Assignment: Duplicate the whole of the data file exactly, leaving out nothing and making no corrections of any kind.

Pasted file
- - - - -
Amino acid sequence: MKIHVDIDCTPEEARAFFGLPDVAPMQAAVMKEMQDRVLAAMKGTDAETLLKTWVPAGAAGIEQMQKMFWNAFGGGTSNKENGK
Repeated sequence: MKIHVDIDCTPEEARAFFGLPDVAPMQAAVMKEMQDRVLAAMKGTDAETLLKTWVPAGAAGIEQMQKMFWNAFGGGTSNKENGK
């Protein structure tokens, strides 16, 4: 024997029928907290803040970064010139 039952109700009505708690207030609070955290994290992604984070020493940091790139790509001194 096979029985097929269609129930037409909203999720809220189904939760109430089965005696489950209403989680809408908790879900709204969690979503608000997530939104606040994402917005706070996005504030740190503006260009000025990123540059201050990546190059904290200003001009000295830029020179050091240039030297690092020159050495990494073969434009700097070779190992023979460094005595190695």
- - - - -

Amino acid sequence: MKIHVDIDCTPEEARAFFGLPDVAPMQAAVMKEMQDRVLAAMKGTDAETLLKTWVPAGAAGIEQMQKMFWNAFGGGTSNKENGK
Repeated sequence: MKIHVDIDCTPEEARAFFGLPDVAPMQAAVMKEMQDRVLAAMKGTDAETLLKTWVPAGAAGIEQMQKMFWNAFGGGTSNKENGK
């Protein structure tokens, strides 16, 4: 024997029928907290803040970064010139 039952109700009505708690207030609070955290994290992604984070020493940091790139790509001194 096979029985097929269609129930037409909203999720809220189904939760109430089965005696489950209403989680809408908790879900709204969690979503608000997530939104606040994402917005706070996005504030740190503006260009000025990123540059201050990546190059904290200003001009000295830029020179050091240039030297690092020159050495990494073969434009700097070779190992023979460094005595190695």